"A child's learning is the funtion more of the characteristics of his classmates than those of the teacher." James Coleman, 1972

Tuesday, July 14, 2009

Shelton Brings Wall Street Accountability to Duncan's Office of Innovation and Improvement

The news of hefty profits and bonuses at Goldman Sachs shouldn't come as a surprise given the investment bank's involvement in various sectors of the financial system. In what is certainly not solely a Democratic or Republican conspiracy - but rather a bipartisan example of the ruling elites' love of neoliberal economic principles - multiple Goldman Sachs employees have hopped into high-level regulatory or policy divisions without any serious concerns being raised. Under the guise of a Harvard academic program, Jeffery Peck advocated for Wall Street interests while operating as a lobbyist for the Wall Street-funded, Hank Paulson-approved Committee on Capital Markets Regulation - a misnomer rivaling NCLB or Bush's compassionate conservative. But this kind of corruption - the private sector using government posts and academic institutions to grease the wheels of the for-profit secotr - extends into the Department of Education as well.

Take Jim Shelton as a prime example. He was tapped to run the Bush-created Office of Innovation and Improvement under President Obama and Secretary of Education Arne Duncan. Prior to being selected by Duncan to run part of the DOE, Shelton started a for-profit education management organization that was bought by the Edison Schools. He headed the East coast division of the NewSchools Venture Fund, worked at the Gates Foundation, and dabbled in for-profit education yet again at Mike Miliken's Knowledge Universe. McKinsey, Edison, NSVF, Gates, Knowledge Universe: and now he gets $650 million to drive reform.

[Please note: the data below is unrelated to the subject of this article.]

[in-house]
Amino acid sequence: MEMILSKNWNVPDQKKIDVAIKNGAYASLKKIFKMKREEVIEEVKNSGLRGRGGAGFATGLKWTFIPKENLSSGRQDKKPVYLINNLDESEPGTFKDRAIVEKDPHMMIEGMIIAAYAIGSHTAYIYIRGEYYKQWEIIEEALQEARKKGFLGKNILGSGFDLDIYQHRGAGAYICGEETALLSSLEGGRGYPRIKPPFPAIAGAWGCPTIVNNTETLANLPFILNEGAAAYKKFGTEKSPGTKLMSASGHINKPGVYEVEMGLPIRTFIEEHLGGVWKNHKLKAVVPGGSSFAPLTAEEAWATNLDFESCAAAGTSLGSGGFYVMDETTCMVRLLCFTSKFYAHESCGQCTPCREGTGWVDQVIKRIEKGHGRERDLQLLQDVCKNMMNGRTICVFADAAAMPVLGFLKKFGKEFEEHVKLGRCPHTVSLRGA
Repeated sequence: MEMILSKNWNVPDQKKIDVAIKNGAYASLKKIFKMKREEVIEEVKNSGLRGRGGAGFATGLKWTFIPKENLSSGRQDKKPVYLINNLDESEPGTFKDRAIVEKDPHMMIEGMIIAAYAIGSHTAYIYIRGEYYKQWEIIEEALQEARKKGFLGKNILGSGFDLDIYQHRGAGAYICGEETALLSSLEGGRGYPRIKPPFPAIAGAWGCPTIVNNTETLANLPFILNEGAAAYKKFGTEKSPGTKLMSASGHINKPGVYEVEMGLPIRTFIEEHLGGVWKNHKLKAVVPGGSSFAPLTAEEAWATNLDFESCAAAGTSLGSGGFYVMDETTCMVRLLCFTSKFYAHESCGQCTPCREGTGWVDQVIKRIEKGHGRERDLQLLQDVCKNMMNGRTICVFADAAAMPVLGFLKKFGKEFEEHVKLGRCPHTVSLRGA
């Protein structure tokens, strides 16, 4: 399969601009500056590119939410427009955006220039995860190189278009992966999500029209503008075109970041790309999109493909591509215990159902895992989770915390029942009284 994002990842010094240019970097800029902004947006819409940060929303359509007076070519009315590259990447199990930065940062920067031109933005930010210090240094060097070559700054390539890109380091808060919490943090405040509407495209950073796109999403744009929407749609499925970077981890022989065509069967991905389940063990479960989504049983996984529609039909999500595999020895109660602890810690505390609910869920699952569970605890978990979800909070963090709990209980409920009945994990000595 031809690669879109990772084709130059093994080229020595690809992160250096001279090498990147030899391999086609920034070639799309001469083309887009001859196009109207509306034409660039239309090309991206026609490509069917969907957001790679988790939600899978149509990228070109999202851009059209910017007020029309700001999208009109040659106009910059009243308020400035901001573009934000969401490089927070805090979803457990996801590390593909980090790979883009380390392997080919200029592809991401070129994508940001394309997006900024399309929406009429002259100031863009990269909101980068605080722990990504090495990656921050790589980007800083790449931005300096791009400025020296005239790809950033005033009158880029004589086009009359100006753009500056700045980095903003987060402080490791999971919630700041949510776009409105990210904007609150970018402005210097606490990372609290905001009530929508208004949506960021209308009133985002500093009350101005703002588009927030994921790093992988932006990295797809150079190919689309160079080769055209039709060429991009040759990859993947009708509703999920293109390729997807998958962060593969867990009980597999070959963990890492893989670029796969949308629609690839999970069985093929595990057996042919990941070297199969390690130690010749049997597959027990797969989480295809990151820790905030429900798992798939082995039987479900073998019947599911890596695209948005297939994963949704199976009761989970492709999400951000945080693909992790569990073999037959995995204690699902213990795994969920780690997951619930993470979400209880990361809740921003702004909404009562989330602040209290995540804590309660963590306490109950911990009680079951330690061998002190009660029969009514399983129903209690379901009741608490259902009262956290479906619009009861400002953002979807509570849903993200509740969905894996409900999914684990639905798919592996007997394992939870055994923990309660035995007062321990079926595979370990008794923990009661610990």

The various MBA schools that teach education entrepreneurship (mostly Stanford and Harvard) publish their studies about start-up organizations in the for-profit and non-profit field. Wanna know what happened with Shelton's creation, LearnNow? A Stanford case study (for academics, not to be viewed by the general public: here is a link to purchase the article for $6.95) discusses the fiasco. LearnNow had received some funding from the NewSchools Venture Fund back in 2000. NSVF quickly realized they were way in over their heads in attempting the for-profit model (Knowledge Universe was the original funder). LearnNow wasn't making any money and the need for expansion (and profits) left the company on the brink of collapse. NSVF came to the rescue less than a year after their initial investment to help the group raise more funding. NSVF couldn't let the EMO fail because it would hurt the NSVF brand and the charter school movement as a whole (always good to have deep pockets behind you). They recruited Dan Pianko - a former Goldman Sachs employee, I kid you not - to work out the finances and agreed to have regular contact with NSVF regarding budgets, etc. In the end, NSVF realized it was best to exit the for-profit EMO market. They sold their LearnNow stock to the Edison Schools crew (making a little profit despite the model's failure) and have not invested in for-profit schools ever since. Shelton managed to climb the corporate ladder after this dramatically unsuccessful "innovation." He had the backing of corporate America and the philanthrocapital world in his previous work; now he gets a hefty chunk of taxpayer dollars.

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